Jonathan Swift satirized the absurdity
of educating for the future in Gulliver’s Travels, published back
in 1726, in which he described the “Academy of PROJECTORS”:
In these Colleges, the Professors contrive new
Rules and Methods of Agriculture and Building, and new Instruments and Tools
for all Trades and Manufactures, whereby, as they undertake, one Man shall
do the Work of Ten; a Palace may be built in a Week, of Materials so durable
as to last for ever without repairing. All the Fruits of the Earth shall
come to Maturity at whatever Season we think fit to chuse, and increase
an Hundred Fold more than they do at present; with innumerable other happy
Proposals. The only Inconvenience is, that none of these Projects are yet
brought to Perfection; and in the mean time, the whole Country lies miserably
waste, the Houses in Ruins, and the People without Food or Cloaths. By all
which, instead of being discouraged, they are Fifty Times more violently
bent upon prosecuting their Schemes, driven equally on by Hope and Despair.13
I think our future-obsessed educators
misunderstand the true purpose of education. Education is the process by
which people become responsibly mature members of their communities. If
young people develop character, become familiar with their cultural inheritance
and the wisdom of the past, and acquire the habits of mind that will help
them think critically, they will find their way to honorable lives.
By placing the use of the energies
and talents of our youth in abeyance, by separating children from their
parents and thereby undermining communities, and by irresponsibly presuming
to know the future, educators participate in folly, the proportions of which
resemble a modern form of idolatry.
Love the quick profit, the annual raise,
~Wendell Berry 14
vacation with pay. Want more
of everything ready-made. Be afraid
to know your neighbors and to die.
And you will have a window in your head.
Not even your future will be a mystery any more.
C. Douglas Lummis, a former professor of International
and Cultural Studies who taught in Japan, once asked Ivan Illich in an interview
to speculate about a “possible future.” Illich responded sharply: “To hell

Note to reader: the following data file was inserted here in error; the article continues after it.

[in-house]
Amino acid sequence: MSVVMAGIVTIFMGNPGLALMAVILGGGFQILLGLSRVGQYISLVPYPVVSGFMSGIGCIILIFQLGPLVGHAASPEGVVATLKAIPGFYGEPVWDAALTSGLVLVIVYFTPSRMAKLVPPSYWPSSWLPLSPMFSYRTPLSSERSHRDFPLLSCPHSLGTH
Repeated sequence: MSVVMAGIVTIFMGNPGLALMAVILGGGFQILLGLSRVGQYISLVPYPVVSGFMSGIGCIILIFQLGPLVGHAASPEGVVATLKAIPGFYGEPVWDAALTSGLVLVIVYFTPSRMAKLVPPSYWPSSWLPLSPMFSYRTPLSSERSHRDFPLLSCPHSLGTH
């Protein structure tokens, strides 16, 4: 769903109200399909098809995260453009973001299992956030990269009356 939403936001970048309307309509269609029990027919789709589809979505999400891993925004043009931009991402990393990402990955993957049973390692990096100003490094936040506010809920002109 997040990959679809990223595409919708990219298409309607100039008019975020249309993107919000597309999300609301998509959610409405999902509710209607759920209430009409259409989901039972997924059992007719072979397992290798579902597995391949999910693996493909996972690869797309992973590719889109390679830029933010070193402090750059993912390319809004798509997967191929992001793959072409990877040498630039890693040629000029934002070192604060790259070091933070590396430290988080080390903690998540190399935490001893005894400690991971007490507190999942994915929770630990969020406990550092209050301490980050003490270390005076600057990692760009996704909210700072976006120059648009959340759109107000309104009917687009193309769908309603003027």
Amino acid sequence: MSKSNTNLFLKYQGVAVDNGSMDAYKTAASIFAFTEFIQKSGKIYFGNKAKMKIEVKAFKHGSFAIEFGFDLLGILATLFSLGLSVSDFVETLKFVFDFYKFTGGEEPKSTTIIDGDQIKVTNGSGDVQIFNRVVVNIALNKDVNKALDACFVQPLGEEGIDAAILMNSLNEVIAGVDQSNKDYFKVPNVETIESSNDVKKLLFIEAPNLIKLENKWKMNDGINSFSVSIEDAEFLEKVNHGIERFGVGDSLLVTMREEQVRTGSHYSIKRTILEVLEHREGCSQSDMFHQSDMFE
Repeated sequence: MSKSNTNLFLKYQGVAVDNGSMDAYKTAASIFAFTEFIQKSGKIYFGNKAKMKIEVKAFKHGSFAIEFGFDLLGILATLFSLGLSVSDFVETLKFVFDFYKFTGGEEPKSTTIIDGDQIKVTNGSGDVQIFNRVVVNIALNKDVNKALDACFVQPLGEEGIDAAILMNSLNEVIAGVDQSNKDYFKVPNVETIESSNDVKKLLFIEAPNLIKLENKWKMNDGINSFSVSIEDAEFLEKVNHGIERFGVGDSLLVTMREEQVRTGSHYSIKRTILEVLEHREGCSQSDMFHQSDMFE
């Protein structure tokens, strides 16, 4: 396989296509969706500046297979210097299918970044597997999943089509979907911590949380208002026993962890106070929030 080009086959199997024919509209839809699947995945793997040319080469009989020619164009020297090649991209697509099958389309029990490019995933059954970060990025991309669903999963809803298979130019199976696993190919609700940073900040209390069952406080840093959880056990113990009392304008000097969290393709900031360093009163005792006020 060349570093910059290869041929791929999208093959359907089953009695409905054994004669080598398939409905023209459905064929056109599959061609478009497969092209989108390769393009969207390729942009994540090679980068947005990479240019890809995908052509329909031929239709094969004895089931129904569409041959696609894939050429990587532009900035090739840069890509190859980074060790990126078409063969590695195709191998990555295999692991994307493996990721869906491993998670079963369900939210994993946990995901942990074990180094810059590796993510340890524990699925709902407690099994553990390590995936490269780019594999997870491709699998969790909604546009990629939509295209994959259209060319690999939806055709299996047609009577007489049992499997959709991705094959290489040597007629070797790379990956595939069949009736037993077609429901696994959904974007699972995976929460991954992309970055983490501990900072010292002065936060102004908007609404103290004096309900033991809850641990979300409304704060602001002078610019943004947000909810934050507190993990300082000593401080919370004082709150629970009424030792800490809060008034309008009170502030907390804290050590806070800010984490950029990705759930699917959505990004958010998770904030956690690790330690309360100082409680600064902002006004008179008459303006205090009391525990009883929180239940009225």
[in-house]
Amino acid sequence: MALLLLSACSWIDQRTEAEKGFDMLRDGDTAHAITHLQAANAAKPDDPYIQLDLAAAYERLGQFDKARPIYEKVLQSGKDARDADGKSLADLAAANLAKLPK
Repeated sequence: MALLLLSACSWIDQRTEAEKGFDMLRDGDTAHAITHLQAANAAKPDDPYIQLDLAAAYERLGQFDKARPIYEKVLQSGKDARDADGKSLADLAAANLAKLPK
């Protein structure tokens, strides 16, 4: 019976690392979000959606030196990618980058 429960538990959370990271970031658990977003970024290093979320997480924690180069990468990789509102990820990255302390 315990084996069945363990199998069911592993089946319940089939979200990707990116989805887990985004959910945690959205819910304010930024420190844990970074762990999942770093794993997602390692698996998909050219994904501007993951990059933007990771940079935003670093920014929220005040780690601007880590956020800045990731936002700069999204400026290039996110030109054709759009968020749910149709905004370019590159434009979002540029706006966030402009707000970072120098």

with the future! It’s a man-eating idol. Institutions have a future…but
people have no future. People have only hope.” 15
When the future is no longer a mystery,
it becomes a man-eating idol. The Marxist literary and cultural critic Terry
Eagleton has pointed out:
Foretelling the future…is not only pointless;
it can actually be destructive. To have power even over the future is a
way of giving ourselves a false sense of security. It is a tactic for shielding
ourselves from the open-ended nature of the present, with all its precariousness
and unpredictability. It is to use the future as a kind of fetish – as a
comforting idol to cling to like a toddler to its blanket.16
It has not always been this way.
In the past, in most cultures, people had the sense to know that the future
was in the hands of the gods. The classics scholar, Bernard Knox, wrote:
The early Greek imagination envisaged the past
and the present as in front of us – we can see them. The future, invisible,
is behind us. Only a few very wise men can see what is behind them; some
of these men, like the blind prophet Tiresias, have been given this privilege
by the gods. The rest of us, though we have our eyes, are walking blind,
backward into the future.17
The story of how human beings abandoned
this understanding and began to believe that the future was ours to design
and control is long and has been told a number of times.18 In
his seminal work, The Unsettling of America, Wendell Berry delineated
the catastrophic ramifications of the assumption of unlimited human sovereignty
that led to the “displacement of the modern mind.” When he looked for an
explanation of how this “displacement” occurred, he concluded it was our
obsession with the future:
What has drawn the Modern World into being is
a strange, almost occult yearning for the future. The modern mind longs
for the future as the medieval mind longed for Heaven. The great aim of
modern life has been to improve the future – or even just to reach the future,
assuming that the future will inevitably be “better.” 19
The future is the time when science will have
solved all our problems, gratified all our desires; when we will all live
in perfect ease in an air-conditioned, fully automated womb; when all the
work will be done by machines so sophisticated that they will not only clothe,
house, and feed us, but think for us, play our games, paint our pictures,
write our poems.20
Obsessed with the future, our political
and economic elites and the educators and bureaucrats who serve their interests
have been leading us down a road that resembles the one imagined by the
professors at Swift’s Academy of PROJECTORS. And if we continue to follow